Beltway Buzz, July 26, 2019
DOL Personnel Moves.
While we all wait to see how and when the confirmation process for secretary of labor nominee Eugene Scalia may play out, the front office shake-up at the U.S. Department of Labor (DOL) continued this week. Joining Acting Assistant Secretary Patrick Pizzella in the Office of the Secretary this week are new Chief of Staff Tim Taylor and Deputy Chief of Staff Catherine A. Bartley. Taylor was previously deputy assistant secretary for policy at the DOL and most recently served as general counsel for the White House’s Office of National Drug Control Policy, while Bartley served under Pizzella in the DOL’s Office of the Deputy Secretary. As we have said before at the Buzz, “personnel is policy,” so we will watch closely to see how these moves may impact the DOL’s policy agenda.
OFCCP PAG Opinion Letter.
In late 2018, the DOL’s Office of Federal Contract Compliance Programs (OFCCP) issued a directive establishing a process for the issuance of opinion letters to “provide guidance on the application of OFCCP regulations to fact‐specific situations.” On July 22, 2019, OFCCP issued its second opinion letter pursuant to the directive. The letter builds upon OFCCP’s 2018 compensation guidance and specifically addresses pay analysis groupings (PAGs), groups of comparable employees that are examined to determine whether a federal contractor’s compensation practices are discriminatory. The opinion letter provides contractors with the “opportunity to submit their PAG structure for review and to receive feedback from OFCCP, which OFCCP would take into account in future compliance evaluations.” However, the letter also notes that OFCCP “is unable to conclusively agree that it will rely upon specific, predetermined PAGs in all future compliance evaluations as there may have been material changes to factors considered by OFCCP in its initial evaluation of the contractor’s PAGs.” Laura R. Garger has the details here.
WHD Opines on Truckers’ Wage Issue.
OFCCP’s colleagues in the DOL’s Wage and Hour Division (WHD) also issued an opinion letter this week. The letter is a response to an inquiry regarding how to properly compensate long-haul truck drivers who may spend time in the truck’s sleeper berth during the trip. The opinion letter concluded that “the time drivers are relieved of all duties and permitted to sleep in a sleeper berth is presumptively non-working time that is not compensable.”
Treasury Expands HDHP Options.
On July 17, 2019, the U.S. Department of the Treasury and the Internal Revenue Service issued Notice 2019-45, expanding the preventive care benefits that may be provided by a high deductible health plan (HDHP) without a deductible or below the applicable minimum deductible. The notice was issued in response to President Trump’s recent executive order on healthcare pricing that directed the secretary of the treasury to expand patients’ ability to select HDHPs that can be used with a health savings account (HSA) and that cover low-cost preventive care, before the deductible, for certain chronic conditions. Under the notice, individuals will not be disqualified from contributing to an HSA when they receive medical care or prescription drugs for certain chronic conditions, such as diabetes, asthma, depression, and heart failure, among others, and are not subject to a deductible or are subject to a deductible below the statutory limit applicable to HDHPs.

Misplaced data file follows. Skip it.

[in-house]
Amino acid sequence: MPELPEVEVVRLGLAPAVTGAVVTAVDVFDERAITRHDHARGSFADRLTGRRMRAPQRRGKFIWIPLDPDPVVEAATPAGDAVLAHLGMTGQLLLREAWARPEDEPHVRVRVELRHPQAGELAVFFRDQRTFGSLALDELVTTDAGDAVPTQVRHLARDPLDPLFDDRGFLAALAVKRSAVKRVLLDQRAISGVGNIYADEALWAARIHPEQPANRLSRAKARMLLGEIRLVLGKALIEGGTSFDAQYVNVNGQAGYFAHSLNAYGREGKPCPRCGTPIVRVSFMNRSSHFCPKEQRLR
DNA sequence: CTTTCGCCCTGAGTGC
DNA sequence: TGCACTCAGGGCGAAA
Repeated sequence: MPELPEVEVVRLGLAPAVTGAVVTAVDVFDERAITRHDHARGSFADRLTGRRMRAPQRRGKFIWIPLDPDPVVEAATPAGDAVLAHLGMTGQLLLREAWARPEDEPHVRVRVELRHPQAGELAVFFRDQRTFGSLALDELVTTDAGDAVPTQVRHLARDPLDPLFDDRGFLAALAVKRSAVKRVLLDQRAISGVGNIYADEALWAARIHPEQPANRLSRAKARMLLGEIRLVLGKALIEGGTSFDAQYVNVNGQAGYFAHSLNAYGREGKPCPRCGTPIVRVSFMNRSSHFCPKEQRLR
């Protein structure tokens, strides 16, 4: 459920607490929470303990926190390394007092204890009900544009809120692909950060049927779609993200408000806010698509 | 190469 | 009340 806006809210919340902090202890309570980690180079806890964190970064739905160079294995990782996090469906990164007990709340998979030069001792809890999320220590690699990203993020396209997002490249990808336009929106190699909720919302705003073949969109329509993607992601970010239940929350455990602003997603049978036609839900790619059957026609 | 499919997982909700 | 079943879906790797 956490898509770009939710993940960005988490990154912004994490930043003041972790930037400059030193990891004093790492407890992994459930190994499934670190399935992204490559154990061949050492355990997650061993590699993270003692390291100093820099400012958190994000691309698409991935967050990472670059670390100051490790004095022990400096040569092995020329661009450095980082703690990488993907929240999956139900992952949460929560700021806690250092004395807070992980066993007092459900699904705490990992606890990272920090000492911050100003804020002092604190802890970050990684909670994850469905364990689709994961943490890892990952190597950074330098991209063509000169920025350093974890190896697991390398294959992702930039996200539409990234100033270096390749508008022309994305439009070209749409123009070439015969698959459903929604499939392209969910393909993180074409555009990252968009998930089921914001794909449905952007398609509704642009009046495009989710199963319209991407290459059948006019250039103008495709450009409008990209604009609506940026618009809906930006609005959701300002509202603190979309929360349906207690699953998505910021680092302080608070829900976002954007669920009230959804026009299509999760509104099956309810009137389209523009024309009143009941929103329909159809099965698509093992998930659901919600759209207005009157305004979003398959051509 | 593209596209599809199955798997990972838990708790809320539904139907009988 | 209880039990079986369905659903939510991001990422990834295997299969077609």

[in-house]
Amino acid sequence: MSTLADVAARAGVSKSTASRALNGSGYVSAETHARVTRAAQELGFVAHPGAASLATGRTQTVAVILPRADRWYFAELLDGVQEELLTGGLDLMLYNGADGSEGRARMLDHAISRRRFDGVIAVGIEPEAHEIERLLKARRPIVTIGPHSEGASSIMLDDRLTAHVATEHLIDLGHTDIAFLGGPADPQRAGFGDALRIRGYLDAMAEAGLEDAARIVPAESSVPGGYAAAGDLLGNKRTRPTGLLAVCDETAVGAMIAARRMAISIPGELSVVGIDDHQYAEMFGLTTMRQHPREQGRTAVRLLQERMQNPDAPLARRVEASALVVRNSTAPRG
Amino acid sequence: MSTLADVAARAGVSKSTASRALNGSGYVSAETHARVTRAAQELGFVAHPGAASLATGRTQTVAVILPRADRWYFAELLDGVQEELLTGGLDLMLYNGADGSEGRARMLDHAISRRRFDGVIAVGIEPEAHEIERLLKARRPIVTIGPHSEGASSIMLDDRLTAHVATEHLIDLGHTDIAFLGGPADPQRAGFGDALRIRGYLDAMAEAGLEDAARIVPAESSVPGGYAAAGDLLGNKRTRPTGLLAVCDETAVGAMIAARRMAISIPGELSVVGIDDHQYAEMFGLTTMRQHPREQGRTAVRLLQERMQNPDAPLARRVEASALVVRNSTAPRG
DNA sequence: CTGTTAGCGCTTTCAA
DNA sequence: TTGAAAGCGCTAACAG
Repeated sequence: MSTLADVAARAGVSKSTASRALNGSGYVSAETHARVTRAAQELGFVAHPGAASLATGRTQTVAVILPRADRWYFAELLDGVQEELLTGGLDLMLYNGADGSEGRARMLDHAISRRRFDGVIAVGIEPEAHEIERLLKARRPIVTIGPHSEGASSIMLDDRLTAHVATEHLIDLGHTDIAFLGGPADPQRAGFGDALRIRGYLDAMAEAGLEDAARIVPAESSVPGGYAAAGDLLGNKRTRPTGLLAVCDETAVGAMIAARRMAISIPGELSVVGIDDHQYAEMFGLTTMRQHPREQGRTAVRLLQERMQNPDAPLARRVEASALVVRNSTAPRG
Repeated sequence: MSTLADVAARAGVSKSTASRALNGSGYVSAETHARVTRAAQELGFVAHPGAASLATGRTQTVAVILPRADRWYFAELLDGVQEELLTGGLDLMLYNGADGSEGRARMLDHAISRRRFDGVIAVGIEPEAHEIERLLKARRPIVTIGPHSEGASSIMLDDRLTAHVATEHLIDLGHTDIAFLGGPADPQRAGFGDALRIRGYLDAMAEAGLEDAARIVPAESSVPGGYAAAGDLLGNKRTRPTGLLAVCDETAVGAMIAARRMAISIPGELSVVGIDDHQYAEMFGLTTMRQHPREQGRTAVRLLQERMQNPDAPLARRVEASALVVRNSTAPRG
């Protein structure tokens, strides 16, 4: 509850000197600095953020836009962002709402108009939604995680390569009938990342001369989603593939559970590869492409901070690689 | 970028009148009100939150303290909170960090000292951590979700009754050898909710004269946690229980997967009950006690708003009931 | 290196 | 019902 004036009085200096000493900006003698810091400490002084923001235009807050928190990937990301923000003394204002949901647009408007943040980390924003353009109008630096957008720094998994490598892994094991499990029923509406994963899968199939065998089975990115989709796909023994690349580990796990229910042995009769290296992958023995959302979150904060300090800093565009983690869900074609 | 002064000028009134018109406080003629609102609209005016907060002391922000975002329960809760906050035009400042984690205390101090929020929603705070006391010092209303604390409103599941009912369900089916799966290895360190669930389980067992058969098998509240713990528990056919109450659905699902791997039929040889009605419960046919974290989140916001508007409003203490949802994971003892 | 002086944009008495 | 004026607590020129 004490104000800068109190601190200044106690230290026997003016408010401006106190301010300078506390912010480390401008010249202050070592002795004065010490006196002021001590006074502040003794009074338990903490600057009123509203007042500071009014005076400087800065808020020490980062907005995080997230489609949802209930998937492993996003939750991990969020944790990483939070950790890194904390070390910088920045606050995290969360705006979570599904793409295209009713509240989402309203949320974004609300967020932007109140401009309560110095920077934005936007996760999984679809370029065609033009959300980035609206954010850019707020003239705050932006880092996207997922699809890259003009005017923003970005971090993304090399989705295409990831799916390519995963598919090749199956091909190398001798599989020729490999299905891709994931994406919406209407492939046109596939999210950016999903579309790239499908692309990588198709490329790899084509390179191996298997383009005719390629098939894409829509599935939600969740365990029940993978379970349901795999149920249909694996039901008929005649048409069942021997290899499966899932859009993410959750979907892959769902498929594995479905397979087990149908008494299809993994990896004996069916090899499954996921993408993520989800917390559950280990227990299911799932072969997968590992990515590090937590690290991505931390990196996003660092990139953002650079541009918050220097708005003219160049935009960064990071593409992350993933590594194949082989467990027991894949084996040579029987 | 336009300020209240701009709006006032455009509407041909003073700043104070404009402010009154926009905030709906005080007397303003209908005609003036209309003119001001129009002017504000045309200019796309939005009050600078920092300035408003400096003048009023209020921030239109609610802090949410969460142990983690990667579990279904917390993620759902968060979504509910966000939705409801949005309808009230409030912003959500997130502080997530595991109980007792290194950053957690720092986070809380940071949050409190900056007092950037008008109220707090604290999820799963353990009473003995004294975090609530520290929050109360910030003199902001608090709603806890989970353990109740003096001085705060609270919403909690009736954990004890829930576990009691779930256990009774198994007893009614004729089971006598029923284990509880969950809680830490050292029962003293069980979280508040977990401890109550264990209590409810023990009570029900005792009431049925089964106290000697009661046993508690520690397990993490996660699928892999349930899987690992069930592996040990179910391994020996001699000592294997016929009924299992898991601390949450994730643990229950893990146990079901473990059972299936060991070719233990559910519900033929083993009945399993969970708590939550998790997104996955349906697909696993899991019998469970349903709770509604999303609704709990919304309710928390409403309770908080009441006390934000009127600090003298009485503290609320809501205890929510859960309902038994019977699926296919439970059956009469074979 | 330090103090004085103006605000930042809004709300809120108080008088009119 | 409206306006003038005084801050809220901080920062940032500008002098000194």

House PRO Act Hearing.
On July 25, 2019, the U.S. House Subcommittee on Health, Employment, Labor, and Pensions (HELP) held its second hearing on the Protecting the Right to Organize Act of 2019 (PRO Act)—the bill that would make sweeping changes to federal labor law. Readers might recall that Democratic witnesses in the first hearing included AFL–CIO President Richard Trumka and former National Labor Relations Board (NLRB) chair Mark Gaston Pearce. This time around, former NLRB general counsel Richard F. Griffin, Jr., testified in favor of the bill. Given the caliber of the witnesses testifying in favor of the PRO Act, this is obviously a priority of Democrats on the HELP subcommittee.
Multiemployer Pension Bill Passes House.
On July 24, 2019, the House of Representatives passed the Rehabilitation for Multiemployer Pensions Act of 2019 (H.R. 397) (also known as the Butch Lewis Act) by a vote of 264–169. The bill would make long-term, low-interest loans to critical and declining multiemployer plans. While all stakeholders and policymakers likely agree that the multiemployer pension system is in trouble, most Republicans view this bill as a taxpayer bailout. For this reason, the bill likely has an uphill climb in the U.S. Senate. (Recall, too, that last year’s Joint Select Committee on Solvency of Multiemployer Pension Plans failed to come up with a viable solution for the problem, so the politics of this issue are challenging.)
Beginning with the 1794 Whiskey Rebellion, whiskey and taxation have forever been intertwined in our nation’s history. Just this week, two U.S. senators introduced the Advancing Growth in the Economy through Distilled Spirits Act, which would make permanent an expiring tax provision that allows the deduction of interest expenses related to distilled spirit inventories in the year those expenses are paid, as opposed to when the inventories are sold (which, due to the aging process, can be years, or even decades, later). To determine which senators authored this bill, simply replace “distilled spirit” above with “bourbon.” That’s right; Senators Mitch McConnell (R-KY) and Rand Paul (R-KY) are the cosponsors, which should come as no surprise. Kentucky produces 95 percent of the world’s bourbon, contributing $8.6 billion to the state’s economy each year (though it is a myth that bourbon needs to be made in Kentucky), so this is simply good constituent work for the two Bluegrass State senators ahead of the Senate’s August recess.